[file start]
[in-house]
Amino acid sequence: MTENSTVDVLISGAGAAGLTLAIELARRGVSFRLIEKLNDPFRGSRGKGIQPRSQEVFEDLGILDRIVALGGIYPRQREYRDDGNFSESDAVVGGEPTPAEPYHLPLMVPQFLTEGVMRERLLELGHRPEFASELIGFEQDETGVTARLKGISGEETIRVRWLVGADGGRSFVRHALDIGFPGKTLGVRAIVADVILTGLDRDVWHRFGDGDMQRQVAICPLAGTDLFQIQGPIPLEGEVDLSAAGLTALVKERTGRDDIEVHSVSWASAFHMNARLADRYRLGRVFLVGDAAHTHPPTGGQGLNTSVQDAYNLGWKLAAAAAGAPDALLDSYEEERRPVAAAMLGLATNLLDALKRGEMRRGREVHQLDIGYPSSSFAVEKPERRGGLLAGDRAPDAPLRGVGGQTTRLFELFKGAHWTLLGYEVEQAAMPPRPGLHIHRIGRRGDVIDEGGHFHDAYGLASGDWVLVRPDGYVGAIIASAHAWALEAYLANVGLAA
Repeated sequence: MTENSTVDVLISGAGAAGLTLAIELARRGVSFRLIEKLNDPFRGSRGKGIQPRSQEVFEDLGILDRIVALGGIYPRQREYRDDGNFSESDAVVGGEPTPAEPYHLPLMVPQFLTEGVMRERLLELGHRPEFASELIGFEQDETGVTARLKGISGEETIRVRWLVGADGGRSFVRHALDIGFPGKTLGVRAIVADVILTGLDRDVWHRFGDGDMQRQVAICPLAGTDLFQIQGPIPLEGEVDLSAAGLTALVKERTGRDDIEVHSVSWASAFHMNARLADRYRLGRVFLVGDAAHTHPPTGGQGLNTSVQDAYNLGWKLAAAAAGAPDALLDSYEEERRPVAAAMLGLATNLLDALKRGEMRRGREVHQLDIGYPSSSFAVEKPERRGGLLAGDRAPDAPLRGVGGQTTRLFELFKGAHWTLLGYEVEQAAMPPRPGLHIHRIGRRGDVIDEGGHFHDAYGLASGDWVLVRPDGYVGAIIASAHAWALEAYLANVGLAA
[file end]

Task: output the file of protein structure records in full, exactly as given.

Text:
[in-house]
Amino acid sequence: MTENSTVDVLISGAGAAGLTLAIELARRGVSFRLIEKLNDPFRGSRGKGIQPRSQEVFEDLGILDRIVALGGIYPRQREYRDDGNFSESDAVVGGEPTPAEPYHLPLMVPQFLTEGVMRERLLELGHRPEFASELIGFEQDETGVTARLKGISGEETIRVRWLVGADGGRSFVRHALDIGFPGKTLGVRAIVADVILTGLDRDVWHRFGDGDMQRQVAICPLAGTDLFQIQGPIPLEGEVDLSAAGLTALVKERTGRDDIEVHSVSWASAFHMNARLADRYRLGRVFLVGDAAHTHPPTGGQGLNTSVQDAYNLGWKLAAAAAGAPDALLDSYEEERRPVAAAMLGLATNLLDALKRGEMRRGREVHQLDIGYPSSSFAVEKPERRGGLLAGDRAPDAPLRGVGGQTTRLFELFKGAHWTLLGYEVEQAAMPPRPGLHIHRIGRRGDVIDEGGHFHDAYGLASGDWVLVRPDGYVGAIIASAHAWALEAYLANVGLAA
Repeated sequence: MTENSTVDVLISGAGAAGLTLAIELARRGVSFRLIEKLNDPFRGSRGKGIQPRSQEVFEDLGILDRIVALGGIYPRQREYRDDGNFSESDAVVGGEPTPAEPYHLPLMVPQFLTEGVMRERLLELGHRPEFASELIGFEQDETGVTARLKGISGEETIRVRWLVGADGGRSFVRHALDIGFPGKTLGVRAIVADVILTGLDRDVWHRFGDGDMQRQVAICPLAGTDLFQIQGPIPLEGEVDLSAAGLTALVKERTGRDDIEVHSVSWASAFHMNARLADRYRLGRVFLVGDAAHTHPPTGGQGLNTSVQDAYNLGWKLAAAAAGAPDALLDSYEEERRPVAAAMLGLATNLLDALKRGEMRRGREVHQLDIGYPSSSFAVEKPERRGGLLAGDRAPDAPLRGVGGQTTRLFELFKGAHWTLLGYEVEQAAMPPRPGLHIHRIGRRGDVIDEGGHFHDAYGLASGDWVLVRPDGYVGAIIASAHAWALEAYLANVGLAA